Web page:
A Mortician Tells What It's Like To Work With Dead Bodies Every Day
From the strangest requests he's ever had to what happens during cremation and embalming practices where the body is temporarily preserved for viewing purposes, here's the closest most of us will ever get to knowing what it's like to work in a morgue.
Q: What is the strangest request that you've ever received for a funeral service?
A: We had a dead clown one time. This person was buried in full clown costume with makeup and all. The whole family was clowns. All the friends were clowns. And at the family's request, the funeral directors were clowns too. They supplied costumes and did our makeup. Family and friends had one tear drop painted on near the eye. Definitely my strangest.
They were all sad clowns with a tear.
Q: Any other funerals that stand out in your memory?
A: One time we had a person who did some acting and modeling in California. A hand model. The family came in early to set up pictures and things.
I showed them in, helped them get started then left them. I came back about 10 minutes later to check on them and just about every picture they put up was this person's hands from the various ads they did. There were some family photos, but most were a pair of hands.
Q: What is the most embarrassing thing you've done to a cadaver?
A: I had this guy to prep one time. He had an intubater ... this tube down his throat and was taped on his face. One piece of the tape was across his mustache. When I took the tape off, most of his mustache came with it. So I shaved it. The wife was super pissed. She threatened to sue unless we fixed it.
So what am I to do? I went to a costume shop and bought a pack of fake mustaches. We had a picture of him, but none of these mustaches worked. I picked the best possible match and put it on him. We then called her to come look. We were nervous. It was bad. So she comes in and absolutely loves it! I couldn't believe it. She then turned super sweet and hugged me.
Q: When you cremate someone, how often do the ashes from previous customers make it into the current customer's mix?
A: There is some co-mingling involved, although very minimal. It is unavoidable since you can't get every single grain out. As long as you sweep it properly after each person, it is very minimal.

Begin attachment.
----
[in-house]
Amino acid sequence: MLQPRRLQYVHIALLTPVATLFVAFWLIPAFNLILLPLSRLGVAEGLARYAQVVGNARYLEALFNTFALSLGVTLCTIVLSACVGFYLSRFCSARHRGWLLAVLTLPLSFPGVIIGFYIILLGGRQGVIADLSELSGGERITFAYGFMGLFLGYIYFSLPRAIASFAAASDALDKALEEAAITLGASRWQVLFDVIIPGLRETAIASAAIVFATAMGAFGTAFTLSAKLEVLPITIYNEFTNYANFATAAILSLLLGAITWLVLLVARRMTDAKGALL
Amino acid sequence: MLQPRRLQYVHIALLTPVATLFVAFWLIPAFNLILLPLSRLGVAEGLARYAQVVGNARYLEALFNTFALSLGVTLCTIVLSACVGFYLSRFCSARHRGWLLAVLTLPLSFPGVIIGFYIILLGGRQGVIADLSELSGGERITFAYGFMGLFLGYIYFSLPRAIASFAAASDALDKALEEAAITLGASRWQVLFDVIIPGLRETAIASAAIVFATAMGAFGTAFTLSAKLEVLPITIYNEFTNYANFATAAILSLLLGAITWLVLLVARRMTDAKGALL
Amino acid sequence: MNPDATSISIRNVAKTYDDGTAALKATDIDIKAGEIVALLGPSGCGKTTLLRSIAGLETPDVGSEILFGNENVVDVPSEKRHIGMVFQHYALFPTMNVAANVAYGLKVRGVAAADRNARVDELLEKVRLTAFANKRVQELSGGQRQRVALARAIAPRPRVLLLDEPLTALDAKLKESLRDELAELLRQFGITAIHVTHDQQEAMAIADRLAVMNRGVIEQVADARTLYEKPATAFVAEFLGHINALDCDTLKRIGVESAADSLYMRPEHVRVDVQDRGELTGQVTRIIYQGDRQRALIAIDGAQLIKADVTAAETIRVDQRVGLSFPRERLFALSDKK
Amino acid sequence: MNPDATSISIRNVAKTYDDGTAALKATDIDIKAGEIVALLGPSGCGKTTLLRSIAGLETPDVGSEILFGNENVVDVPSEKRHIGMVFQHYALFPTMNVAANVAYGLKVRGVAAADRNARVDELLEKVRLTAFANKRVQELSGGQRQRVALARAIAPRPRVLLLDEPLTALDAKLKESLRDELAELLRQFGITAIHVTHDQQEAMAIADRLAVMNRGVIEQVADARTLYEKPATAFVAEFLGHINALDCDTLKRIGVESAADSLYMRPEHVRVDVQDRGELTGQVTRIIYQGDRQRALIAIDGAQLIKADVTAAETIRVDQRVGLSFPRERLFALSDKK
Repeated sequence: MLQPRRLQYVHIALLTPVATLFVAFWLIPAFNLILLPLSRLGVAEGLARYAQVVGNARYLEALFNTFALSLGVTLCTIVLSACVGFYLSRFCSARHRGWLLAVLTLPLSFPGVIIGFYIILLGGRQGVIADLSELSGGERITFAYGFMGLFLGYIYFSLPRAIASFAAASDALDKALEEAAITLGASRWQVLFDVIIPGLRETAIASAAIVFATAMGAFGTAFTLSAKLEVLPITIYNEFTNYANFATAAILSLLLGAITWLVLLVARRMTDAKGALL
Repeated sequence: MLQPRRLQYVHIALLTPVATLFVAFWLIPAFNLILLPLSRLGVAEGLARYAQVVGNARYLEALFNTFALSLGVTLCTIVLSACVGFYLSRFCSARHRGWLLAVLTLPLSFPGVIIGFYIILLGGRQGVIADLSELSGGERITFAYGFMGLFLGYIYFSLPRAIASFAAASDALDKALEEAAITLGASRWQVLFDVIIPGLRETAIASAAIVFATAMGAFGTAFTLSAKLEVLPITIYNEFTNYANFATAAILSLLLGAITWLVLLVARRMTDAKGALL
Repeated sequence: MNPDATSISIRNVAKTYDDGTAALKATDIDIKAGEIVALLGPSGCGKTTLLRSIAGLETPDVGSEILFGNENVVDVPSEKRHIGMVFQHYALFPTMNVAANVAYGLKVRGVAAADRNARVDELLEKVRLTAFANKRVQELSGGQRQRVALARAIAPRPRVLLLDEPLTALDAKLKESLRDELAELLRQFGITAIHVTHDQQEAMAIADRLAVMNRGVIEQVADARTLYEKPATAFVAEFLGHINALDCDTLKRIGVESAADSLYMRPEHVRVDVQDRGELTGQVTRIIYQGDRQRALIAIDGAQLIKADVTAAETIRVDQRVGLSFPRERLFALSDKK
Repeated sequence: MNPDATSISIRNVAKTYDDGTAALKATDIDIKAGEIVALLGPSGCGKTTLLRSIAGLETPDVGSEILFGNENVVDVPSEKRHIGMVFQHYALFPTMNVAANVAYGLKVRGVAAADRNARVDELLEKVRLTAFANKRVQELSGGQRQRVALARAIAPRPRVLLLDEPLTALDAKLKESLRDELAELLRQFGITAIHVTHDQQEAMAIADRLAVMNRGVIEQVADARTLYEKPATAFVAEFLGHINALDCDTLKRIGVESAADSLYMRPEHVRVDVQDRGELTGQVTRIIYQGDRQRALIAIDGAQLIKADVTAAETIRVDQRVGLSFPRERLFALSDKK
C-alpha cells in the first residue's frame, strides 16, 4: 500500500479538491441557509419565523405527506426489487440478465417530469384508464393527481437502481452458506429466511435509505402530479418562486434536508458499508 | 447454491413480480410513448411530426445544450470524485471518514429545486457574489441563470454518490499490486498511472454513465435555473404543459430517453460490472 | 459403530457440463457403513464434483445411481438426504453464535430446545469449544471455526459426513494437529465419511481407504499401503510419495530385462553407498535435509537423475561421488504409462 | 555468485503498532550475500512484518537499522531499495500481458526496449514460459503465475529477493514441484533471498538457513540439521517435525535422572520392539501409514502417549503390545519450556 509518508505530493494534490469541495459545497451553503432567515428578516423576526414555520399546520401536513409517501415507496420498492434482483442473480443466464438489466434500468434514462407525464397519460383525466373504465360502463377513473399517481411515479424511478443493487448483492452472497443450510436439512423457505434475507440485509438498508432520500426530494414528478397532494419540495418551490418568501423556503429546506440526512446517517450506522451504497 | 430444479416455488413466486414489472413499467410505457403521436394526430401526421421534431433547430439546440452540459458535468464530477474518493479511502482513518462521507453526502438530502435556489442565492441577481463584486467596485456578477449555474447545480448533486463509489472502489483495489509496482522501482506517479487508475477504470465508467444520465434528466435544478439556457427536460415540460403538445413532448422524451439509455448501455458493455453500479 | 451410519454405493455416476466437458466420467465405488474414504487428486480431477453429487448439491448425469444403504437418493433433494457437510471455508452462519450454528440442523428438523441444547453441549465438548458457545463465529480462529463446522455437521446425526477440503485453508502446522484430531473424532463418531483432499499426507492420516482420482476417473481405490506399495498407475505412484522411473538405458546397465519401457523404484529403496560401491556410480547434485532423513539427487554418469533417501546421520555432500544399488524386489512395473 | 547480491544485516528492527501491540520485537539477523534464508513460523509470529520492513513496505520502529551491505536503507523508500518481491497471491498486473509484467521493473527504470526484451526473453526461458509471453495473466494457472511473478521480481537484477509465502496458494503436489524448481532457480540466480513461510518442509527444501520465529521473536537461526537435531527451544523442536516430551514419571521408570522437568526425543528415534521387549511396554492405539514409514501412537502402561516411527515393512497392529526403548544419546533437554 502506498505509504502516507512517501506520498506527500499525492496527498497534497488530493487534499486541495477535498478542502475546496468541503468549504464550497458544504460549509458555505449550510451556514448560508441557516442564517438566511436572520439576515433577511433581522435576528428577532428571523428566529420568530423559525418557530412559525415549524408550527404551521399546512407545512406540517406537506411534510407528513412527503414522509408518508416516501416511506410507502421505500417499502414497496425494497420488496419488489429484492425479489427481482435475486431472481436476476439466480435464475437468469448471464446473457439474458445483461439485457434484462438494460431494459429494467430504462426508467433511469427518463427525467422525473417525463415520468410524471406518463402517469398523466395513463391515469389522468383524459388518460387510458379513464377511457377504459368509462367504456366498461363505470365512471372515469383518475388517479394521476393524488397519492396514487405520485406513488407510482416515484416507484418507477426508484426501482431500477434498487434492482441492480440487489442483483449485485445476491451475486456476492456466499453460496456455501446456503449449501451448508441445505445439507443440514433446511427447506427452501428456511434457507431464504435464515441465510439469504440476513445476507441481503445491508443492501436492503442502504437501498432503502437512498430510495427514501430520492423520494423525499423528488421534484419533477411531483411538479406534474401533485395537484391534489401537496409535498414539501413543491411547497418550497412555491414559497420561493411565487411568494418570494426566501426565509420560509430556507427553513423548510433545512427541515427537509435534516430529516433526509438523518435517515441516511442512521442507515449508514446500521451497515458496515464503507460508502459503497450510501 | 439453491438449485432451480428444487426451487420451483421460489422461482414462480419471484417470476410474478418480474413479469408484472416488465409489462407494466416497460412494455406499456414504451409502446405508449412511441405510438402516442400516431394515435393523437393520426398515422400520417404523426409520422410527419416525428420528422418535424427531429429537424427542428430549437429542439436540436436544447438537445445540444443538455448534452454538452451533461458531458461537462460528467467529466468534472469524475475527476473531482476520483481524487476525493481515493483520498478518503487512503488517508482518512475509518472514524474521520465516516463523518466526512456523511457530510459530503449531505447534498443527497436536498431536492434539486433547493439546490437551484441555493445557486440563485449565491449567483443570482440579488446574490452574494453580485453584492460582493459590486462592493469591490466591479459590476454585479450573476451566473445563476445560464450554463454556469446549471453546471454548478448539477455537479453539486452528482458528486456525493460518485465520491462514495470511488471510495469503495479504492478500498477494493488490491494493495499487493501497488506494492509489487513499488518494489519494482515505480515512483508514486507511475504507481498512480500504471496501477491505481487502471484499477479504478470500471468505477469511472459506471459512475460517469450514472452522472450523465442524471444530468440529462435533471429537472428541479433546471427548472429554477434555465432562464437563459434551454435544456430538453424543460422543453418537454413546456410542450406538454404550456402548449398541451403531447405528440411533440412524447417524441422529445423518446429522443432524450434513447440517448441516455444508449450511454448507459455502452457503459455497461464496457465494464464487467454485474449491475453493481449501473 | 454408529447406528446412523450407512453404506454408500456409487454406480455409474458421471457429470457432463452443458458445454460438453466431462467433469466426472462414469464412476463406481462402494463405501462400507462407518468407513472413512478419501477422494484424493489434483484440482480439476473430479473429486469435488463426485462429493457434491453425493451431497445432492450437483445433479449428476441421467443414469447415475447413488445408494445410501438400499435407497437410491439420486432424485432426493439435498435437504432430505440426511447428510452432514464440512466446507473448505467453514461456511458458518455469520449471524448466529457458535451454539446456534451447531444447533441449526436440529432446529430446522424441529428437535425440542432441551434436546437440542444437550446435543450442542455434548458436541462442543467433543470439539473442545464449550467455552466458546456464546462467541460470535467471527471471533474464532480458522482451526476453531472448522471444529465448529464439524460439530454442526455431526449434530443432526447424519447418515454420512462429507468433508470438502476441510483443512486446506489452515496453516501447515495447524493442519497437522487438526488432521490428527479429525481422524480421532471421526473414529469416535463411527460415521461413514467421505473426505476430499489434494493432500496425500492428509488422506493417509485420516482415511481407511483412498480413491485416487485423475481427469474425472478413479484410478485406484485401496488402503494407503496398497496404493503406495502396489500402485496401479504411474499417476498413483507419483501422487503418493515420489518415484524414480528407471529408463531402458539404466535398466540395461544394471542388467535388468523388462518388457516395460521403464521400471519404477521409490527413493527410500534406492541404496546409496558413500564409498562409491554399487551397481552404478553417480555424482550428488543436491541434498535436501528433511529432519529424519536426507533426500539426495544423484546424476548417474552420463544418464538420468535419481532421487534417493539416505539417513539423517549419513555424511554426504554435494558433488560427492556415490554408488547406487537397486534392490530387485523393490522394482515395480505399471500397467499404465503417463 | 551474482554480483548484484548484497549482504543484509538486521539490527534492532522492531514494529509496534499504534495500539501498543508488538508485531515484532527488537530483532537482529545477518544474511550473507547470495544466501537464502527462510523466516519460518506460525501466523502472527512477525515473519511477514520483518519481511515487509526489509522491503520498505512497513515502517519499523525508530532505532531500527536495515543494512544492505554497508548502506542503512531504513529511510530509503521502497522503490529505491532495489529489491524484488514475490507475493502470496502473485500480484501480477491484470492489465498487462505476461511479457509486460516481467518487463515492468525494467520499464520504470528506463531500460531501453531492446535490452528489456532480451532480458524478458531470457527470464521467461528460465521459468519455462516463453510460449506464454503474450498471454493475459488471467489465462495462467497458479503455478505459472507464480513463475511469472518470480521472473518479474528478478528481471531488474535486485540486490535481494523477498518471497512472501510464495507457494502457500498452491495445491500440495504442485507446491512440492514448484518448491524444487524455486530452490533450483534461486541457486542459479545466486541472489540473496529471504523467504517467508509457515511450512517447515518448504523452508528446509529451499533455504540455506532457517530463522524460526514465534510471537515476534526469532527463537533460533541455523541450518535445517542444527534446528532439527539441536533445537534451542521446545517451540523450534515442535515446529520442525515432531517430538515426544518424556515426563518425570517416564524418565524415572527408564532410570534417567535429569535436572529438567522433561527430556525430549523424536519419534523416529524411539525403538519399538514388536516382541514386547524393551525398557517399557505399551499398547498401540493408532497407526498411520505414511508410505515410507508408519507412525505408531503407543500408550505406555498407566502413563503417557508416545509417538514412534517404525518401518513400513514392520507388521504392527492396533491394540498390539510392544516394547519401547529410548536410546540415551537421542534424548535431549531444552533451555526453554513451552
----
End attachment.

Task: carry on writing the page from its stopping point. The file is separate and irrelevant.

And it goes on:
Q: What exactly happens to the eyes during an embalming? Do you glue the lips of the dead person together?
A: The eyes usually start to flatten after death. Think of an old grape. They do, however, remain with the decedent. We don't remove them. You can use what is called an eye cap to put over the flattened eyeball to recreate the natural curvature of the eye. You can also inject tissue builder directly into the eyeball and fill it up. And sometimes, the embalming fluid will fill the eye to normal size.
Yes, the eyes and lips are glued together.
Q: Will there ever be a job you refuse to do?
A: I've seen pictures and have heard about people being embalmed and placed on a motorcycle, stood up in the corner, in a recliner ... This all seems ridiculous and disrespectful to me. Especially if the deceased did not request it. I say I would refuse to do this to someone, but who knows? I mean, if the family really wants it.
Q: Did you go into the business by your own choice?
A: Yes, I did. I was fascinated by the industry as a kid. When I was 12, there was a bad head on collision near my house and a man in a truck didn't make it. My family and I were standing around with all the other neighbors when the coroner arrived. He pronounced him deceased, then they took him out and put him on a stretcher and his head turned to the side looking straight at me. I remember being curious as to what happens to people when they die, as far as the physical body.
Q: Are women creeped out by your
A: Some are. I like to date other morticians or nurses. They seem to understand and are over the whole novelty of it.
Q: Would you be embalmed yourself? Or would you want to be cremated?
A: I'm ok with being embalmed and buried. I'm also ok with being cremated. I will let my family choose the method which best suits them at the time.
Q: What kind of person would make a good mortician?
A: It's funny. I was a waiter for many years in my younger days. I always say, if you can be a successful waiter, you can be a successful funeral director. They are similar in many ways. They both wait on families and provide what should be excellent customer service. The only difference is that one puts a pizza in the oven and the other puts a body in the oven.
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